Residential heating systems these days are more advanced than ever. Features and add-ons are now available that address nearly every comfort problem that you can imagine. A zoning system, for example, can solve most issues related to uneven temperatures in your home and can make it possible to solve comfort issues you’re experiencing in a specific room or floor in your home. Today we’re going to help you understand zoning systems and the benefits they can provide by talking about zoned heating vs. central heating and how you can decide which one is right for your home!
When it comes to the actual heating process of zoned furnaces vs. central air furnaces, there is no difference between the two types of systems. Both of them blow air over a heat exchanger, which increases the temperature of the air, and send the warmed air to your home’s rooms. Although the fuel types of various furnaces may differ (electricity or natural gas), that has no bearing on whether the system is zoned or central.
The real difference between zoned heating and central heating comes down to how air is delivered to your home. In both zoned furnaces and central furnaces, warm air travels through a network of ducts (typically located behind your walls) and is dispensed to each one of your rooms. Every conditioned room has one or more supply vents, which is where warm air leaves the ducts and enters the room.
With central heating, air is delivered indiscriminately to every room as long as the furnace is running. You have the option of closing the supply vent to a room if you don’t want that room to receive warm air, but we do not recommend doing so for various reasons you can read about here.
With zoned heating, on the other hand, each supply vent is controlled by an electronic damper. Your furnace still sends warm air through your ducts in the same way, but the zoning system monitors which rooms will receive that warm air at any given time. If a zone requires heat, the zoning system opens the dampers to the rooms in that zone and allows warm air inside. If a zone does not require heat while the furnace is running, the zoning system closes the dampers to the rooms in that zone and blocks warm air from entering.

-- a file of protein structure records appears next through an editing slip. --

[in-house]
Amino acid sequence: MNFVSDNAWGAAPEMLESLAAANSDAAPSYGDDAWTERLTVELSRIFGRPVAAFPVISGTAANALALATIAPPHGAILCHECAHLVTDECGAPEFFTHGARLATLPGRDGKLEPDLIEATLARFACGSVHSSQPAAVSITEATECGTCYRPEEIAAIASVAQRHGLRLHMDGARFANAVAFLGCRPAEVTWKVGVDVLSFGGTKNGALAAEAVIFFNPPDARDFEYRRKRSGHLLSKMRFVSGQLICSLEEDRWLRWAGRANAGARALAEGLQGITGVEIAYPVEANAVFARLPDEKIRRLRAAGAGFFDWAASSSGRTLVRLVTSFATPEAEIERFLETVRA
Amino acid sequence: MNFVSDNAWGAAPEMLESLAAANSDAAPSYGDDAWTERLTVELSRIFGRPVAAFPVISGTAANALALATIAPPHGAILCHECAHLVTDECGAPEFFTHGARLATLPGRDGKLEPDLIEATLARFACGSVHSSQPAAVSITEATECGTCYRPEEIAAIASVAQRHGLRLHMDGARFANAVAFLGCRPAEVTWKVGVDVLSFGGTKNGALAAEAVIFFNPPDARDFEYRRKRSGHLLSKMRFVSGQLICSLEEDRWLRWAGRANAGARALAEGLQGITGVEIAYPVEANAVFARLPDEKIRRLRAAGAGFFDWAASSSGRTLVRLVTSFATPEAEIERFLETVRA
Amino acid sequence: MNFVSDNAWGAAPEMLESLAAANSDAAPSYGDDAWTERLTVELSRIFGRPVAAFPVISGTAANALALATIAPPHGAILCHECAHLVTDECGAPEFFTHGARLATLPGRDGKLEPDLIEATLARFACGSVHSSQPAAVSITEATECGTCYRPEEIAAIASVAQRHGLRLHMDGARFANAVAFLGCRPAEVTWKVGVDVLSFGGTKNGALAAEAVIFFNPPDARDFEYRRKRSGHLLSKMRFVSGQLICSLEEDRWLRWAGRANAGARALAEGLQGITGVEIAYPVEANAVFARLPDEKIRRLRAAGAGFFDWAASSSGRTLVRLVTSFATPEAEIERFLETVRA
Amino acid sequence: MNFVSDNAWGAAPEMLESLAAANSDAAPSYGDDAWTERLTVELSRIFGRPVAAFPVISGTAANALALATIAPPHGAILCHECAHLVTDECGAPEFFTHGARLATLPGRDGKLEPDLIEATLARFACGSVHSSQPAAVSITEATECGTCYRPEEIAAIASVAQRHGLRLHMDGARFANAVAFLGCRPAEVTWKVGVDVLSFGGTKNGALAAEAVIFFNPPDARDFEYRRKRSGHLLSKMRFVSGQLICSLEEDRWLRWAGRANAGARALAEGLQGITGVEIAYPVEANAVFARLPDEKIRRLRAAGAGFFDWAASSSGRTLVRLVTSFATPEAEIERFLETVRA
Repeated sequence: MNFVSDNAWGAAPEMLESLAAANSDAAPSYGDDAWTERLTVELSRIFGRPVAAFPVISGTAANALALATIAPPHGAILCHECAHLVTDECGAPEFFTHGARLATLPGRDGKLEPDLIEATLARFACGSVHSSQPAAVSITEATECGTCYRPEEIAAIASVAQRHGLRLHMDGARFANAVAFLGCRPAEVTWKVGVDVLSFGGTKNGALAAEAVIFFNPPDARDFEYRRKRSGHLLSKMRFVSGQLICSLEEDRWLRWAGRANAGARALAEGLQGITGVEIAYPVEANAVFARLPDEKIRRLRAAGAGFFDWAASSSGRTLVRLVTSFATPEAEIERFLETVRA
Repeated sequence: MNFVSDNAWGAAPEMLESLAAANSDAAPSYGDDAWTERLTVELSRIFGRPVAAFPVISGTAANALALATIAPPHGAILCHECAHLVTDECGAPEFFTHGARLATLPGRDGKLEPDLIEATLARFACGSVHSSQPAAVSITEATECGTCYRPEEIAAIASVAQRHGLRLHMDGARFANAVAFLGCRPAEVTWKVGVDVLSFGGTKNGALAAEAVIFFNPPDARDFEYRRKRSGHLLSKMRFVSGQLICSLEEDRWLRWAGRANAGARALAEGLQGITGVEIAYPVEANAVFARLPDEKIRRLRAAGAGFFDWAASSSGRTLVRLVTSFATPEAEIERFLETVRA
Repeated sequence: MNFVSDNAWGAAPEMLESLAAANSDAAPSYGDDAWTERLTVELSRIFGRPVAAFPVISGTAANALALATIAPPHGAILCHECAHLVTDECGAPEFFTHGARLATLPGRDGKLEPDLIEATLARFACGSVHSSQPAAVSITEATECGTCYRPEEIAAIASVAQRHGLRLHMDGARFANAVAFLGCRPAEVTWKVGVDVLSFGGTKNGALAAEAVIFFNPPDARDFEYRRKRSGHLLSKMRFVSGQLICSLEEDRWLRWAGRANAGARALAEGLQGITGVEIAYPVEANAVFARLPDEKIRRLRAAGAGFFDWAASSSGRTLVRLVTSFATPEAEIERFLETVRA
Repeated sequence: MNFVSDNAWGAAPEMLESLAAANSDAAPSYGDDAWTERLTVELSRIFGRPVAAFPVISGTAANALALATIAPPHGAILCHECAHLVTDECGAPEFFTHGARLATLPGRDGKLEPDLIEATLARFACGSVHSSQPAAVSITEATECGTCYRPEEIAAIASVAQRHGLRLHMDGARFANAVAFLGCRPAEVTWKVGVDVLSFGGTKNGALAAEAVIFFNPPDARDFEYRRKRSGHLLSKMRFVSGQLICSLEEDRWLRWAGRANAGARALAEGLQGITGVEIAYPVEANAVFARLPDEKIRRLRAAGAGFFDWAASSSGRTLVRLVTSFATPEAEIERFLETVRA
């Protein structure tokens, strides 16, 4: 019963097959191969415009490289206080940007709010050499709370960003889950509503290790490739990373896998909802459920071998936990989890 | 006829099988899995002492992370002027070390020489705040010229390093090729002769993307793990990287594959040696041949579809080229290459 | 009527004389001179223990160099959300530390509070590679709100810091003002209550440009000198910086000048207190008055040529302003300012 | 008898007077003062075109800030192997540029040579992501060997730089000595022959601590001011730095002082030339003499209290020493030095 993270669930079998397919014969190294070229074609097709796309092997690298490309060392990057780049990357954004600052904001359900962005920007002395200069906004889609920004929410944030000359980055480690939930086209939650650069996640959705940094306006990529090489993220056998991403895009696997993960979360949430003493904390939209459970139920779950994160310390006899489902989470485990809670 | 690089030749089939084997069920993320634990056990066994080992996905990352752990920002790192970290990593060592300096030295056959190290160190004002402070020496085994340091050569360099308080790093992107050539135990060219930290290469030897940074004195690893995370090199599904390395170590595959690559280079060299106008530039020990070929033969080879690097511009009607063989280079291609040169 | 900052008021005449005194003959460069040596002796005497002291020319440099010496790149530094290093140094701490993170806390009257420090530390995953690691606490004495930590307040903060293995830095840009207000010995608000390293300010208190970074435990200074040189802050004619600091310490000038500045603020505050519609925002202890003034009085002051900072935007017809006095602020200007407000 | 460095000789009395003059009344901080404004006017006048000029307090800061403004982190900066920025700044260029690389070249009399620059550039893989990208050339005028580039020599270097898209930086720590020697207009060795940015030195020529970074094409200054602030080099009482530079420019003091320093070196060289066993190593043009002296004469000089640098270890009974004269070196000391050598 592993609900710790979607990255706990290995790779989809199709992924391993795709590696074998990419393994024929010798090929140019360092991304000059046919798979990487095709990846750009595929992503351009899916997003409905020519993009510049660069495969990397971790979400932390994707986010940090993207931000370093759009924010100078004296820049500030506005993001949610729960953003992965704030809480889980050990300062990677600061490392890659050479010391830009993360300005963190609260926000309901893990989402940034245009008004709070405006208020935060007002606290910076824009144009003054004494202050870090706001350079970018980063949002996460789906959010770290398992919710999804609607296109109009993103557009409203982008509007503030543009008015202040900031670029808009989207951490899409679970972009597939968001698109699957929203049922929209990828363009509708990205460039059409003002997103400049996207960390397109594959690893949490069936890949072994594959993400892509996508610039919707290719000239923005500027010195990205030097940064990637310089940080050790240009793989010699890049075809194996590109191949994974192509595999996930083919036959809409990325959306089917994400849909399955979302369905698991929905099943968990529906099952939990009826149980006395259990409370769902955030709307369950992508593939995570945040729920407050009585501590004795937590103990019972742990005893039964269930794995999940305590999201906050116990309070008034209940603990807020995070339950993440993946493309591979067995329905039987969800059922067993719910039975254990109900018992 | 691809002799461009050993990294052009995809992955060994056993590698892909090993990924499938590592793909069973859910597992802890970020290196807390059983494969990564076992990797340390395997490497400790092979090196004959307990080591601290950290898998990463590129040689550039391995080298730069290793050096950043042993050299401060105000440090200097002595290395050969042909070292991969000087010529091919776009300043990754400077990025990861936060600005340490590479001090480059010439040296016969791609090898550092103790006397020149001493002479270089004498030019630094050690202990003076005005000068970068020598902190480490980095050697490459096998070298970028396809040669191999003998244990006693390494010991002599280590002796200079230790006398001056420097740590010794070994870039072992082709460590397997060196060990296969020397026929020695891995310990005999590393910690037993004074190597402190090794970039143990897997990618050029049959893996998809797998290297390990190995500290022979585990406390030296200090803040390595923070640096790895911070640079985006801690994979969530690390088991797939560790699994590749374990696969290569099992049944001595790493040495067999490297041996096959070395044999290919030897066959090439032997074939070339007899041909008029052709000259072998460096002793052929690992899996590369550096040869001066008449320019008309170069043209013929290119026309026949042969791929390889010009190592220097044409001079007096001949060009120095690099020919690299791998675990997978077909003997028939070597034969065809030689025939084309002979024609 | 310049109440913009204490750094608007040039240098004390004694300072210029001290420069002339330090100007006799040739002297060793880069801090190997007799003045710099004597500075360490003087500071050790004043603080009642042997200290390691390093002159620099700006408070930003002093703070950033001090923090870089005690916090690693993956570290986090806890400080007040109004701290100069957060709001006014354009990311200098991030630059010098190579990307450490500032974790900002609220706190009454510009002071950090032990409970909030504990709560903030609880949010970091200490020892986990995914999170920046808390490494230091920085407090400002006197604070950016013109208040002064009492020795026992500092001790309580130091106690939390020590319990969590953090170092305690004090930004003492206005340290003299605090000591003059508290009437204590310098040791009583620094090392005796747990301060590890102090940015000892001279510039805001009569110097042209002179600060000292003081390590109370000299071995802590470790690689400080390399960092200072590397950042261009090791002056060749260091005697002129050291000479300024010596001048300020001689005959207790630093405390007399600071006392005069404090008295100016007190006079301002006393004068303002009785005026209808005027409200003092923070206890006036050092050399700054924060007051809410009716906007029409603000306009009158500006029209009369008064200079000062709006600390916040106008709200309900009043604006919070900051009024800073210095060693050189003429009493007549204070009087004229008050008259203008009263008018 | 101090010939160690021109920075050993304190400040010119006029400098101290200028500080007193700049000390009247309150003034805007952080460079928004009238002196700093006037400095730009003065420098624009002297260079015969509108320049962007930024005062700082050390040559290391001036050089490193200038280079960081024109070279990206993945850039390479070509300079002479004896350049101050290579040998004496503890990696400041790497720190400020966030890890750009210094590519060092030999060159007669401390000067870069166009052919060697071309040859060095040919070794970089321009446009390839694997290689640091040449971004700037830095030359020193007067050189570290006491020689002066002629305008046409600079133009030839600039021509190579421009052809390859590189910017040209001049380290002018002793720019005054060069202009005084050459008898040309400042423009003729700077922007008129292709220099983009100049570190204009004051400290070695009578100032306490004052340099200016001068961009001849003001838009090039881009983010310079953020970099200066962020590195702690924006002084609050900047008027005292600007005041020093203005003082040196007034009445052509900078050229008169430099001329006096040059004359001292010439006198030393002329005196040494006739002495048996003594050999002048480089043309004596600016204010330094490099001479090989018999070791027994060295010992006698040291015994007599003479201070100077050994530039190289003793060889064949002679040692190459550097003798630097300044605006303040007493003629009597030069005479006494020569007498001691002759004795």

Another big difference between zoned heating and central heating is the amount of thermostats you’ll have in your home. Central heating uses a single, centrally located thermostat that tells your furnace when to turn on and off. With this model, either your entire home receives warm air or your furnace is completely turned off. This is always based on the temperature of the space where your thermostat is located, regardless of how warm or cold the other parts of your home are.
Zoned heating uses multiple different thermostats that are strategically located throughout your home. Each zone has its own thermostat, and it can tell your furnace to turn on even if that zone is the only one that requires heat at a given time. This allows each zone to be heated independently with various different temperature settings, which makes every room perfectly comfortable. This is also very energy efficient, because your furnace is used exactly as much as it’s needed and no more or less.
Zoned heating is preferable to central heating in any home that has rooms that are not close to the central thermostat. Zoned heating is particularly suitable for homes that have basements, more than one floor or sections that have been historically difficult to keep comfortable. Also, if you are looking for ways to cut down on your heating bills, zoned heating is a great solution. Best of all, you do not need to install a new furnace to benefit from zoned heating, because a zoning system can be added to most existing furnaces.
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